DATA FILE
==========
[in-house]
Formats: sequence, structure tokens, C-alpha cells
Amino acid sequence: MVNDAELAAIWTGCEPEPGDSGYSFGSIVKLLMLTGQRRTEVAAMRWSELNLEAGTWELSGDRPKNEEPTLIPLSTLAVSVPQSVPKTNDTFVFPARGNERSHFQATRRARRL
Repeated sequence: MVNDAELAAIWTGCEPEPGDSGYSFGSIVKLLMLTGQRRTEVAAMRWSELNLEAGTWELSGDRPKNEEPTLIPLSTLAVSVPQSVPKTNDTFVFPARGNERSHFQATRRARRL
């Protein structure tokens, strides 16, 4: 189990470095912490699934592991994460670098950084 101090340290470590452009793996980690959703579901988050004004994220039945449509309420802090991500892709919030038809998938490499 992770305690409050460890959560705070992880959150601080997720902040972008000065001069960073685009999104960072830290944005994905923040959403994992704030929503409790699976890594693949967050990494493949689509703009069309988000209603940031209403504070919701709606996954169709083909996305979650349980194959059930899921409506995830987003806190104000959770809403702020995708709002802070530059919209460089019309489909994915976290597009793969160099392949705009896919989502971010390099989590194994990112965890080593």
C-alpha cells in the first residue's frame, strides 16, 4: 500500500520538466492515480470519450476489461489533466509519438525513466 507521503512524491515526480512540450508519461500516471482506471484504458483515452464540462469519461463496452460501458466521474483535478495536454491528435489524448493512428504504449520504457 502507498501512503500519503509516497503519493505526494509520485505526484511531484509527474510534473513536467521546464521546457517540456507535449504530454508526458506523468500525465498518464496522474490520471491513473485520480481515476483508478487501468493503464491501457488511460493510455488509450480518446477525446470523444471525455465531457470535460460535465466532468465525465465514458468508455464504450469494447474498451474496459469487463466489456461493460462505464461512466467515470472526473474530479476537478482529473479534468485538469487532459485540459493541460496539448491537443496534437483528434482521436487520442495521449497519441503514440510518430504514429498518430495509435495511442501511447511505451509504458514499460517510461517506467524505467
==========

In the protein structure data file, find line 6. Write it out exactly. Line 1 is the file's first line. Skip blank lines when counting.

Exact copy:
C-alpha cells in the first residue's frame, strides 16, 4: 500500500520538466492515480470519450476489461489533466509519438525513466 507521503512524491515526480512540450508519461500516471482506471484504458483515452464540462469519461463496452460501458466521474483535478495536454491528435489524448493512428504504449520504457 502507498501512503500519503509516497503519493505526494509520485505526484511531484509527474510534473513536467521546464521546457517540456507535449504530454508526458506523468500525465498518464496522474490520471491513473485520480481515476483508478487501468493503464491501457488511460493510455488509450480518446477525446470523444471525455465531457470535460460535465466532468465525465465514458468508455464504450469494447474498451474496459469487463466489456461493460462505464461512466467515470472526473474530479476537478482529473479534468485538469487532459485540459493541460496539448491537443496534437483528434482521436487520442495521449497519441503514440510518430504514429498518430495509435495511442501511447511505451509504458514499460517510461517506467524505467